As I considered my life as a jock I realized that this was not the person God had called me to be. It was in this same time during High School that I began hearing my call to ministry. I had a difficult decision to make as my time in High School was coming to a close. I could either continue on the sports track and continue to try to fit in with this group. Or I could listen to God and see what he had in store for me. Now that is not to say God does not call people to be athletes. I think God calls us all to have certain careers, but if we don’t listen to him we will never know what that call is. When we conform to what the world wants us to be we lose sight of God’s call on our lives.
Too often our society tries to dictate who we are and what we do, but we must realize that we are not driven by what others are calling us to do. We must be willing to giving ourselves to God. When Paul says “do not be conformed” we must understand what that truly means. Our Hebrew Bible lesson offers a lesson in nonconformity. As we see these three guys Shadrach, Meshach, and Abednego. They refuse to worship King Nebuchadnezzar. Most rest of the Jews have surrender their beliefs to worship this King. They had conformed to what society had told them. However, these three have stood apart and have refused to worship the King. They knew that following God meant not conforming to what society wanted. Even in the face of being burned to death they refused to give in.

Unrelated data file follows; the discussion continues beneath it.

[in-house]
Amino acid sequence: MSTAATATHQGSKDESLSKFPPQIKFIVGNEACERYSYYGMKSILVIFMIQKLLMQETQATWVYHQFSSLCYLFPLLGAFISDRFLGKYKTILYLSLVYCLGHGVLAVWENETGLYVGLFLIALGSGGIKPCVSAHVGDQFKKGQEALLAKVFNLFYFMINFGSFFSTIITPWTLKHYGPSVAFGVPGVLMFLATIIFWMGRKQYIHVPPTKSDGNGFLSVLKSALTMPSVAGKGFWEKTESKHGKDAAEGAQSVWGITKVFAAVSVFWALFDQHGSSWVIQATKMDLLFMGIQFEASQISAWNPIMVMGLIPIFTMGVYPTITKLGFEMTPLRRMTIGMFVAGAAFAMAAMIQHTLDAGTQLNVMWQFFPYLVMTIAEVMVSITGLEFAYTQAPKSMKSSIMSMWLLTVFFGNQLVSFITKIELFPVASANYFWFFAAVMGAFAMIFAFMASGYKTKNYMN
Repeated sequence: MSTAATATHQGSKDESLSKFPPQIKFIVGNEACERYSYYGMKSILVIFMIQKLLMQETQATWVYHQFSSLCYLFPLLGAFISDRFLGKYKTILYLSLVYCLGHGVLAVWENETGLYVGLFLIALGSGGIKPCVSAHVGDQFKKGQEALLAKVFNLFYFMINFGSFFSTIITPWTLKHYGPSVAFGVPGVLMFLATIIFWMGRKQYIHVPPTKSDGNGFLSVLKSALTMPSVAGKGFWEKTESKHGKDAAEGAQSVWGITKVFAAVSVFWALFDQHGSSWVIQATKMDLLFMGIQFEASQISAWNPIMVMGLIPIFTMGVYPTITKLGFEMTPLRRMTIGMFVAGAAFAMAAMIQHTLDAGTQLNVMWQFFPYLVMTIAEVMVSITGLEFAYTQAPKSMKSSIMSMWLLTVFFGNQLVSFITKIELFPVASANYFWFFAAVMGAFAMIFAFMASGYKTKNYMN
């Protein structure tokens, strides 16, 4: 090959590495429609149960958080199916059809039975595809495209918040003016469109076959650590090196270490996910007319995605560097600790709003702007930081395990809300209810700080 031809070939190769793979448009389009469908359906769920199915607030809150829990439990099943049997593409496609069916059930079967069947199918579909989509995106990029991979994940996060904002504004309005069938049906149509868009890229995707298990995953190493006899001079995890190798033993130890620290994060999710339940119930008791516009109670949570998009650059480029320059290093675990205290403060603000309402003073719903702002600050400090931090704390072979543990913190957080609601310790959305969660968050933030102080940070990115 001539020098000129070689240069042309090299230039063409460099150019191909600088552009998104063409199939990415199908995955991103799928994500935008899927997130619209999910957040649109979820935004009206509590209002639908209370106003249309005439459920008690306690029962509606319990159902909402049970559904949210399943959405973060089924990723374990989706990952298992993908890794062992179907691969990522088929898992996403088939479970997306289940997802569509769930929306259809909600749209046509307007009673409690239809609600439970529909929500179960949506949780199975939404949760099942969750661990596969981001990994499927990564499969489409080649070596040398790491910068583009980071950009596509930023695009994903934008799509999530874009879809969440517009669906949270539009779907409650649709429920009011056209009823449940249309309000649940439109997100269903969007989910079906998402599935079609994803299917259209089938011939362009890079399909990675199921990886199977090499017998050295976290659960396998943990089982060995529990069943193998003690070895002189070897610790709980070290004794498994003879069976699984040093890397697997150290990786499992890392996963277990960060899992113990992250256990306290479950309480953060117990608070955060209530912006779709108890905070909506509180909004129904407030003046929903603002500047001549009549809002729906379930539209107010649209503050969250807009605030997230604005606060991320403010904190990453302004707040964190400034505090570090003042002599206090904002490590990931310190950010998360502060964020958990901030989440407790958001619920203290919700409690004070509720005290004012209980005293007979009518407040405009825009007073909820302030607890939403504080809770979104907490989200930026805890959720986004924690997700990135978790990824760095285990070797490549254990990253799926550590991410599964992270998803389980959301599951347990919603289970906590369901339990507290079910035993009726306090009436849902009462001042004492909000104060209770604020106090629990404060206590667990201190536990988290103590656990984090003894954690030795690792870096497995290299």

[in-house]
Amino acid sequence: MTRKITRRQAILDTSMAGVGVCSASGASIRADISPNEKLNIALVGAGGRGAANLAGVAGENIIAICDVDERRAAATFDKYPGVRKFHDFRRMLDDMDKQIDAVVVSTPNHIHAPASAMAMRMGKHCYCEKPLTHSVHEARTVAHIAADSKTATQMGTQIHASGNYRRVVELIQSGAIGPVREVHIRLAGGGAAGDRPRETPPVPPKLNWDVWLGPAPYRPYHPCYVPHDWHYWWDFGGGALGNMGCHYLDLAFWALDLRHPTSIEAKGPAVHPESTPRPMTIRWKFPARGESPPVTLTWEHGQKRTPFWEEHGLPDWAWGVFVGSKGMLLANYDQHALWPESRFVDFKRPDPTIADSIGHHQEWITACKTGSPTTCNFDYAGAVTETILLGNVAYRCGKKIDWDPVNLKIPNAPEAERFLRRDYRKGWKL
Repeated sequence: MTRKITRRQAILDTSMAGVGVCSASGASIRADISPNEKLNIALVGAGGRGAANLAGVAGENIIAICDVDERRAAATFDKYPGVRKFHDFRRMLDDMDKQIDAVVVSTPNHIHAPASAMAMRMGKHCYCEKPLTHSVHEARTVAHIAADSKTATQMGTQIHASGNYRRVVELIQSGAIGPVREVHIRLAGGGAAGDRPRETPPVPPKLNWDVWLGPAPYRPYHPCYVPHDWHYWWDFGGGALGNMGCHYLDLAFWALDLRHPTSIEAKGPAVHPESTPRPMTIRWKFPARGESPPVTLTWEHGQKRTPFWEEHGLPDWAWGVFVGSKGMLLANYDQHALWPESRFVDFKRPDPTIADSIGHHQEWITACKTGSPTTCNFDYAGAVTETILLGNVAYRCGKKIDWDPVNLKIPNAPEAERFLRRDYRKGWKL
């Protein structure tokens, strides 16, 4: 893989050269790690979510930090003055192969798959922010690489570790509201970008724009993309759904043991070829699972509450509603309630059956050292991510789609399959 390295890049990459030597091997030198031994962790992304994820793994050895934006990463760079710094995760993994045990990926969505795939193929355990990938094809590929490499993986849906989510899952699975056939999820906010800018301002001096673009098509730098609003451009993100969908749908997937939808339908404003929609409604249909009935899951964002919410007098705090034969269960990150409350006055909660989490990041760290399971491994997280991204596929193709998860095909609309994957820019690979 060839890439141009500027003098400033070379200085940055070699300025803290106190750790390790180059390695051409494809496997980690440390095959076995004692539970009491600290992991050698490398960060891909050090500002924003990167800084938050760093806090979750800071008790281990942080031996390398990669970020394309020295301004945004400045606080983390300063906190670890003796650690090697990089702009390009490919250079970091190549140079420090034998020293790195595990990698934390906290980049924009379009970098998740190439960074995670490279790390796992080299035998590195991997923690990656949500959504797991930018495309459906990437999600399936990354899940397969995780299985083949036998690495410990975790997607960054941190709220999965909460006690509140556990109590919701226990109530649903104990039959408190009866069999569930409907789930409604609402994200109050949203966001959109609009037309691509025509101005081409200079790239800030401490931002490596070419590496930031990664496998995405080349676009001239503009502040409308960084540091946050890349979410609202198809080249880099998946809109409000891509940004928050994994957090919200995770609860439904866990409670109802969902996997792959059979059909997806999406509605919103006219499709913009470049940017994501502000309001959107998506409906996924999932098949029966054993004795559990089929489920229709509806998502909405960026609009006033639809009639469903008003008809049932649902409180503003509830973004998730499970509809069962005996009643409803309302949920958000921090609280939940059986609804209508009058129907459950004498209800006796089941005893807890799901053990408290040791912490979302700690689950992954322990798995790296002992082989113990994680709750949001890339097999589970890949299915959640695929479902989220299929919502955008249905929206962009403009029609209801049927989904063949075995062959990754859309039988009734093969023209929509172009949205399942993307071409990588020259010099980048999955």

Paul says we cannot be conformed to this earth. He offers instead an alternative of being transformed by the renewing of our minds. We must know that under God we become a new person in a way. Like Shadrach, Meshach, and Abednego we too must not allow what everyone else is doing to turn us away from God. Through this we open ourselves to God’s work in us. This transformation is not just in who we are, but the way that present ourselves to and act in the world. Transformation is what our faith becomes about we must be willing to sacrifice ourselves and who we are for what God has planned for us.
Martin Luther King Jr. preached a sermon in 1954 on this passage and he urged people to be transformed nonconformists. Because being nonconformists are good. As nonconformists we do not allow society to impact who we are, but King notes we cannot be nonconformists for nonconformists sake. We must have a greater understanding. Paul notes that being a nonconformist is nothing if we are not transformed and renewed by the spirit of God. As King talks about nonconformity he offers a metaphor first from Henry Longfellow and then of his own. King says, “Longfellow said, ‘In this world a man must either be anvil or hammer,’ meaning that he is either a molder of society or is molded by society. Who doubts that most men are anvils and are shaped by the patterns of the majority? Or to change the figure, most people, and Christians in particular, are thermometers that record or register the temperature of the majority opinion, not thermostats that transform and regulate the temperature.
How true is that statement. When we think about our lives are we merely the thermometer and allow ourselves to be changed by the outside world? Or the anvil that is shaped by someone else and molded to their ideas? Or are we the thermostat and transform ourselves to be an agent of change for our society? Or a hammer that is used to form and to shape?